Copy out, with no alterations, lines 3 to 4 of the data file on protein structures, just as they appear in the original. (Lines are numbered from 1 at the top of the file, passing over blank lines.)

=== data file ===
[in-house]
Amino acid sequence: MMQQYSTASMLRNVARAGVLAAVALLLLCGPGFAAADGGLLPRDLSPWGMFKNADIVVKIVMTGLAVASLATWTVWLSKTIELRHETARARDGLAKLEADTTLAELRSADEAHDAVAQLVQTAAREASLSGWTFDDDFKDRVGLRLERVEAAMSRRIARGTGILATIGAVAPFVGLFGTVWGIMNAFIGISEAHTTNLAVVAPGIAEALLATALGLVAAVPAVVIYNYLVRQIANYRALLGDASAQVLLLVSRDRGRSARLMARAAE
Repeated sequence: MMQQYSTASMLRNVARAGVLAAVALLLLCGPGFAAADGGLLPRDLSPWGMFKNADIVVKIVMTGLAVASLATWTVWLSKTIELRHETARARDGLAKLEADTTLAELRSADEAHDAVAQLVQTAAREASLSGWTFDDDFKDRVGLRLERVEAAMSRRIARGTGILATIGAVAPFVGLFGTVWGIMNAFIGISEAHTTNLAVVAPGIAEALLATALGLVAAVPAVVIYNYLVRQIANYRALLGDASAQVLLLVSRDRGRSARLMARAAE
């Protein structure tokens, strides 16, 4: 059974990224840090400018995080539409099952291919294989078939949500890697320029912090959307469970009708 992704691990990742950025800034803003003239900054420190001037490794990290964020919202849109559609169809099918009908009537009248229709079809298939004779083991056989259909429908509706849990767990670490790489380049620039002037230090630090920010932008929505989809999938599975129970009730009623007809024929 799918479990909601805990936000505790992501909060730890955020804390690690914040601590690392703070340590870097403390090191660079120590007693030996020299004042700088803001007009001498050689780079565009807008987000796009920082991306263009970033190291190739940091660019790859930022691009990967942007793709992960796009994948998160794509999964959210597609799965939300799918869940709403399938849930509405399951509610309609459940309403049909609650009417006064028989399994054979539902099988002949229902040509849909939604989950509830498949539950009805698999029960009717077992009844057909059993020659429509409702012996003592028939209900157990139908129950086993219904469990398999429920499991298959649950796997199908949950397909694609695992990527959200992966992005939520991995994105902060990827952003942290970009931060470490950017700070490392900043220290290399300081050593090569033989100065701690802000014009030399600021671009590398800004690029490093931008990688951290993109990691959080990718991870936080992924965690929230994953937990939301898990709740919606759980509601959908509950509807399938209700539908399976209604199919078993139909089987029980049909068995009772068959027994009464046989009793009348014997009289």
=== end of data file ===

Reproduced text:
Repeated sequence: MMQQYSTASMLRNVARAGVLAAVALLLLCGPGFAAADGGLLPRDLSPWGMFKNADIVVKIVMTGLAVASLATWTVWLSKTIELRHETARARDGLAKLEADTTLAELRSADEAHDAVAQLVQTAAREASLSGWTFDDDFKDRVGLRLERVEAAMSRRIARGTGILATIGAVAPFVGLFGTVWGIMNAFIGISEAHTTNLAVVAPGIAEALLATALGLVAAVPAVVIYNYLVRQIANYRALLGDASAQVLLLVSRDRGRSARLMARAAE
């Protein structure tokens, strides 16, 4: 059974990224840090400018995080539409099952291919294989078939949500890697320029912090959307469970009708 992704691990990742950025800034803003003239900054420190001037490794990290964020919202849109559609169809099918009908009537009248229709079809298939004779083991056989259909429908509706849990767990670490790489380049620039002037230090630090920010932008929505989809999938599975129970009730009623007809024929 799918479990909601805990936000505790992501909060730890955020804390690690914040601590690392703070340590870097403390090191660079120590007693030996020299004042700088803001007009001498050689780079565009807008987000796009920082991306263009970033190291190739940091660019790859930022691009990967942007793709992960796009994948998160794509999964959210597609799965939300799918869940709403399938849930509405399951509610309609459940309403049909609650009417006064028989399994054979539902099988002949229902040509849909939604989950509830498949539950009805698999029960009717077992009844057909059993020659429509409702012996003592028939209900157990139908129950086993219904469990398999429920499991298959649950796997199908949950397909694609695992990527959200992966992005939520991995994105902060990827952003942290970009931060470490950017700070490392900043220290290399300081050593090569033989100065701690802000014009030399600021671009590398800004690029490093931008990688951290993109990691959080990718991870936080992924965690929230994953937990939301898990709740919606759980509601959908509950509807399938209700539908399976209604199919078993139909089987029980049909068995009772068959027994009464046989009793009348014997009289």